The thing is, on a farm, everything dies, and everything is meant to die. People love to rush along to the part where dead things become compost or food for the living and therefore everything is reborn into new life. But I’m telling you, it takes time to get from death to new life, and death is not nothing. Death is not a moment to avert your eyes from, it’s not to be ignored or glossed over. It’s not an unfortunate and uncomfortable inconvenience to be wished away.
Death is the whole thing. Look at it. Don’t look away.
The Ghost Parade
I think my first encounter with death on the farm was as a toddler; my mom tells a story of leaving me alone for just a minute or two with a little flock of ducklings. When she returned mere moments later, I had my tiny hand wrapped around a downy yellow neck, and it was lifeless. My mom took it away and put the ducklings back in the stock tank out of my reach. That’s the whole story.
Sometime after that but before I was old enough to really start participating in the farm, there were two horrific death incidents. The first was the night a pack of feral dogs attacked our breeding ewe in her pen. I only have snippets of memories of this night; my dad waking up to death cries, me, standing in the barn yard in a night gown with my mom, the sheriff talking to my parents about where to find the animals who had done it, and then the worst, the horrifying sight of the mother sheep, on her knees, still alive, but with about three-quarters of her neck detached, hanging down from her chin, her wool splotched with blood. The amazing thing was, these fearless momma had saved her two lambs, they were alive. The tragedy was that she wouldn’t survive. My dad shot her in the pasture and buried her next morning. It was the first time I ever heard and understood the words to be “put out of ones misery.”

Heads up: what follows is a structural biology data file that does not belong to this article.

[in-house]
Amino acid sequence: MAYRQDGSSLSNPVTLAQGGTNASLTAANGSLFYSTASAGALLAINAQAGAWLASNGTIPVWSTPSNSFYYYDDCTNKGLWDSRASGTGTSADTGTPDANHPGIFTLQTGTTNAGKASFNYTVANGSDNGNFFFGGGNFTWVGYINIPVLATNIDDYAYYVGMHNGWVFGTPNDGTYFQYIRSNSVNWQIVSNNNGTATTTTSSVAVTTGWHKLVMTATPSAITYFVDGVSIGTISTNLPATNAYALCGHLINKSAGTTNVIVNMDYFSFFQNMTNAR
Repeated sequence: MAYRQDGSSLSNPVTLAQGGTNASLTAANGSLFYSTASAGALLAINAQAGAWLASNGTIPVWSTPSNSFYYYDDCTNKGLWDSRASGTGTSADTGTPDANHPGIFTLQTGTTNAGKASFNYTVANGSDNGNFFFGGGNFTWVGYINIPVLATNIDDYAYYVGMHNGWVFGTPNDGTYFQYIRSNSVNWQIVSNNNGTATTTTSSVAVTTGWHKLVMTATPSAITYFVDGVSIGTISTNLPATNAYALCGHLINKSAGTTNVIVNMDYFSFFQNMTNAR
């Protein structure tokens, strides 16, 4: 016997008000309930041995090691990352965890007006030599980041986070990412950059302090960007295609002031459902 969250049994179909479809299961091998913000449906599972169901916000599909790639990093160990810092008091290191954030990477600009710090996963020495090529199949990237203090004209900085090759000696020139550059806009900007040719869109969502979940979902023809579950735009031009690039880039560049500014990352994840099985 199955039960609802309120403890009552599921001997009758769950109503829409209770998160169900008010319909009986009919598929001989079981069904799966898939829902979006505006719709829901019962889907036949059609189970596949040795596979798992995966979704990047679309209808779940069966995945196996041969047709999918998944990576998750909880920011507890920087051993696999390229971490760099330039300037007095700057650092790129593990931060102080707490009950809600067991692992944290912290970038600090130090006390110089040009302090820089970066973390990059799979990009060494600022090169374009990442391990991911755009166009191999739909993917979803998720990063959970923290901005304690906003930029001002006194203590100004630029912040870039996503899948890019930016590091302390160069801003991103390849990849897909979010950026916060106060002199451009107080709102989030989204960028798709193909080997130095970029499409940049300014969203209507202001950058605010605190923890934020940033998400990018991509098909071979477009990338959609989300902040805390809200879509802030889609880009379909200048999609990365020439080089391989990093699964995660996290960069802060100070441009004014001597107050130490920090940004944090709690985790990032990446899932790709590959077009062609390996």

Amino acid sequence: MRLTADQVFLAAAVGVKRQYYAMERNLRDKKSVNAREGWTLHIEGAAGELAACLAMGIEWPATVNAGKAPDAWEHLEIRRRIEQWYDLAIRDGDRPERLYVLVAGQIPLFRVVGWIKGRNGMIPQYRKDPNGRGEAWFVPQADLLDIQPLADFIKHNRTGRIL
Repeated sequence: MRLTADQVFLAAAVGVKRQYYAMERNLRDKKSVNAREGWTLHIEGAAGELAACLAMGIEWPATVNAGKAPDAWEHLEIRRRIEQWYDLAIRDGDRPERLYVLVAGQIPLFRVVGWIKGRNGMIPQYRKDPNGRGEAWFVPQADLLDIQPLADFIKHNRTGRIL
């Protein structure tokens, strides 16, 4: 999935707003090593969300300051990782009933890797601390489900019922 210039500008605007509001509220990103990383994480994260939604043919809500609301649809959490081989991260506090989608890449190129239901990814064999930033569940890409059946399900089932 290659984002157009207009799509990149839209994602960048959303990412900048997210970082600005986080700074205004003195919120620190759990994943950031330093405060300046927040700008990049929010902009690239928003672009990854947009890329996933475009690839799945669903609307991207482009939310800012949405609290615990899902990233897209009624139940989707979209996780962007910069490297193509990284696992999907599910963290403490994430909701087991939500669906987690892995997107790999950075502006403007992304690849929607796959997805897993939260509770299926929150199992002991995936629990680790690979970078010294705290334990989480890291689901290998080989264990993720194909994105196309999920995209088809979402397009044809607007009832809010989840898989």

The second incident was somehow worse. I don’t remember how that one was discovered. What I remember is being with my dad when the sliding barn door was thrown back, and seeing a horror movie scene. You see, my older half-sister raised rabbits, and had a few dozen in the barn at any given time. That night, every cage was mutilated. Empty, twisted wire covered with tufts of fur were everywhere. A beautiful golden retriever ran up to us, it’s tail wagging, blood all around its mouth. Another call to the sheriff, another long night of adults talking. But I remember distinctly overhearing the conversation about a dog that gets an appetite of killing and how it won’t ever stop. I understood when the sheriff took the golden retriever away that it was going to be shot in a pasture somewhere, too. Which was sad to me, because I felt certain the dog was a pet, and that it didn’t know what it had done wrong.